And whereas, upon several examinations taken the 7th day of this instant January, before the committee appointed by the House of Commons to sit in London, it did fully appear that many soldiers, Papists and others, to the number of about five hundred, came with His Majesty on Tuesday last to the said House of Commons, armed with swords, pistols and other weapons, and divers of them pressed to the door of the said House, thrust away the door-keepers, and placed themselves between the said door and the ordinary attendants of His Majesty, holding up their swords, and some holding up their pistols ready cocked near the said door and saying, ‘I am a good marksman; I can hit right, I warrant you,’ and they not suffering the said door according to the custom of Parliament to be shut, but said they would have the door open, and if any opposition were against them, they made no question but they should make their party good, and that they would maintain their party; and when several members of the House of Commons were coming into the House, their attendants desiring that room might be made for them, some of the said soldiers answered, ‘A pox of God confound them,’ and others said, ‘A pox take the House of Commons, let them come and be hanged, what ado is here with the House of Commons?’ And some of the said soldiers did likewise violently assault, and by force disarm some of the attendants and servants of the members of the House of Commons waiting in the room next the said House, and upon the King’s return out of the said House, many of them by wicked oaths and otherwise, expressed much discontent that some members of the said House for whom they came were not there, and others of them said, ‘When comes the word?’ And no word being given, at His Majesty’s coming out they cried, ‘A lane, a lane’; afterwards some of them being demanded what they thought the said company intended to have done, answered that, questionless, in the posture they were set, if the word had been given, they should have fallen upon the House of Commons and have cut all their throats. Upon all which we are of opinion, that it is sufficiently proved that the coming of the said soldiers, Papists and others, with His Majesty to the House of Commons on Tuesday last, being the 4th of this instant January, in the manner aforesaid, was to take away some of the members of the said House; and if they should have found opposition or denial, then to have fallen upon the said House in an hostile manner. And we do hereby declare, that the same was a traitorous design against the King and Parliament. And whereas the said Mr. Holles, Sir Arthur Haslerigg, Mr. Pym, Mr. Hampden, and Mr. Strode, upon report of the coming of the said soldiers, Papists and others, in the warlike and hostile manner aforesaid did, with the approbation of the House, absent themselves from the service of the House, for avoiding the great and many inconveniences which otherwise apparently1 might have happened; since which time a printed paper, in the form of a Proclamation, bearing date the 6th day of this instant January hath issued out, for the apprehending and imprisoning of them, therein suggesting, that through the conscience of their own guilt they were absent and fled, not willing to submit themselves to justice; we do further declare, that the said printed paper is false, scandalous and illegal; and that, notwithstanding the said printed paper, or any warrant issued out, or any other matter yet appearing against them or any of them, they may and ought to attend the service of the said House of Commons and the several Committees now on foot; and that it is lawful for all persons whatsoever to lodge, harbour or converse with them or any of them; and whosoever shall be questioned for the same, shall be under the protection and privilege of Parliament.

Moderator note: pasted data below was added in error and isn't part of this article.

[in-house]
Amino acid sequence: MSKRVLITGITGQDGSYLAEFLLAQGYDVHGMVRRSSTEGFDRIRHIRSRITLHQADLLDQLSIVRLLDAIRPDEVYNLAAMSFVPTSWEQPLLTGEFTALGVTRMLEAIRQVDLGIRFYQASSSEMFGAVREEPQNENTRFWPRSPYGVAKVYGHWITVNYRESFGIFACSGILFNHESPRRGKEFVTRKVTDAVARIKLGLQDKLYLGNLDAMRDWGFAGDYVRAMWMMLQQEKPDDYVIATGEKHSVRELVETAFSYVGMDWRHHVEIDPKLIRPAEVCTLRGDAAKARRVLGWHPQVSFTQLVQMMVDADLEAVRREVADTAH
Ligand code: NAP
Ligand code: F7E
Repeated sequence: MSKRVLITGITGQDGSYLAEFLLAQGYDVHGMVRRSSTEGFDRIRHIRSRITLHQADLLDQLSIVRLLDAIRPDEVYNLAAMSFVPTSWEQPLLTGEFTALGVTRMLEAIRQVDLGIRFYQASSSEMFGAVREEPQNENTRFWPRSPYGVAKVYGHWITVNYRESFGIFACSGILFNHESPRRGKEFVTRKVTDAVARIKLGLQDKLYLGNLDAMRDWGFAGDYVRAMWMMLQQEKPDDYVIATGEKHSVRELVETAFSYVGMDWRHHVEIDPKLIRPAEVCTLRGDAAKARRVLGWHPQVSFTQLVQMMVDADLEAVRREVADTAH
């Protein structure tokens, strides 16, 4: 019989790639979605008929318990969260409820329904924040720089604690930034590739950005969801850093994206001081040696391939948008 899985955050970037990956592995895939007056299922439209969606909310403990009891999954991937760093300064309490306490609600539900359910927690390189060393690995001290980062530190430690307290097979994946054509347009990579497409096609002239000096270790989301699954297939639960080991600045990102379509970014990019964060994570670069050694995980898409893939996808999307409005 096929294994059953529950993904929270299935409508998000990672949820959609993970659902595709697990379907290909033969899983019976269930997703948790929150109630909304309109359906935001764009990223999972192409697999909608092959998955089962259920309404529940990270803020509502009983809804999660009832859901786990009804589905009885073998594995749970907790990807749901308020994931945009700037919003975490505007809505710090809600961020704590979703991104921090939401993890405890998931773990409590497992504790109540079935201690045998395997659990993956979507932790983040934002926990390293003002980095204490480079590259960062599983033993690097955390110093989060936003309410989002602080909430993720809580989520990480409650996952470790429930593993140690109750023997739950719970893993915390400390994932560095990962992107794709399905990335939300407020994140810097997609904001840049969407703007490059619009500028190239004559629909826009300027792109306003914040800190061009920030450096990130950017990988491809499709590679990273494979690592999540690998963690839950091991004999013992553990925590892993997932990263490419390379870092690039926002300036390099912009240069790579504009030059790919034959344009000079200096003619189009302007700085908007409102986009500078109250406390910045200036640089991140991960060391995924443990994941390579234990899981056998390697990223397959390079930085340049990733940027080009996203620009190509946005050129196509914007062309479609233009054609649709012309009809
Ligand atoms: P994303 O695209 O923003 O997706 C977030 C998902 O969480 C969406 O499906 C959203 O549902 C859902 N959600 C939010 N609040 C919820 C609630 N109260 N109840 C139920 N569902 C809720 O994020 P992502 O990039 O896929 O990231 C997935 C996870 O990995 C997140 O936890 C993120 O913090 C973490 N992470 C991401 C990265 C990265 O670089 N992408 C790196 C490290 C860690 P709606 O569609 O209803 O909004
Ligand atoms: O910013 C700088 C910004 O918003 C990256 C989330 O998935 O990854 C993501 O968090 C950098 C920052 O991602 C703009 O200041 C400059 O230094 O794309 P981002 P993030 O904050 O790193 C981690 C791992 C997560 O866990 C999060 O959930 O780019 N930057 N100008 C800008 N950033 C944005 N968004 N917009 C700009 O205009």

And we do further declare, that the publishing of several articles purporting a form of a charge of high treason against Lord Kimbolton, one of the members of the Lords’ House, and against the said Mr. Holles, Sir Arthur Haslerigg, Mr. Pym, Mr. Hampden and Mr. Strode, by Sir William Killigrew, Sir William Fleming and others of the Inns of Court, and elsewhere in the King’s name, was a high breach of the privilege of Parliament, a great scandal to His Majesty and his government, a seditious act manifestly tending to the subversion of the peace of the kingdom, and an injury and dishonour to the said members, there being no legal charge or accusation against them.
That the privileges of Parliament and the liberties of the subjects so violated and broken, cannot be fully and sufficiently vindicated unless His Majesty will be graciously pleased to discover the names of those persons who advised His Majesty to issue out warrants for the sealing of the chambers and studies of the said members, to send a serjeant-at-arms to demand the said members, to issue out several warrants under His Majesty’s own hand to apprehend the said members, His Majesty’s coming thither in his own royal person, the publishing of the said articles and printed paper, in the form of a Proclamation, against the said members in such manner as is before declared, to the end that such persons may receive condign punishment.
And this House doth further declare, that all such persons as have given any counsel, or endeavoured to set or maintain division or dislike between the King and Parliament, or have listed their names or otherwise entered into any combination or agreement to the aiding or assisting to any such counsel or endeavour, or have persuaded any other so to do, or that shall do any the things above mentioned; and that shall not forthwith discover the same to either House of Parliament, or the Speaker of either of the said Houses respectively, and disclaim it, are declared public enemies of the State and peace of this kingdom, and shall be enquired of and proceeded against accordingly.
[1 ] I. e. evidently.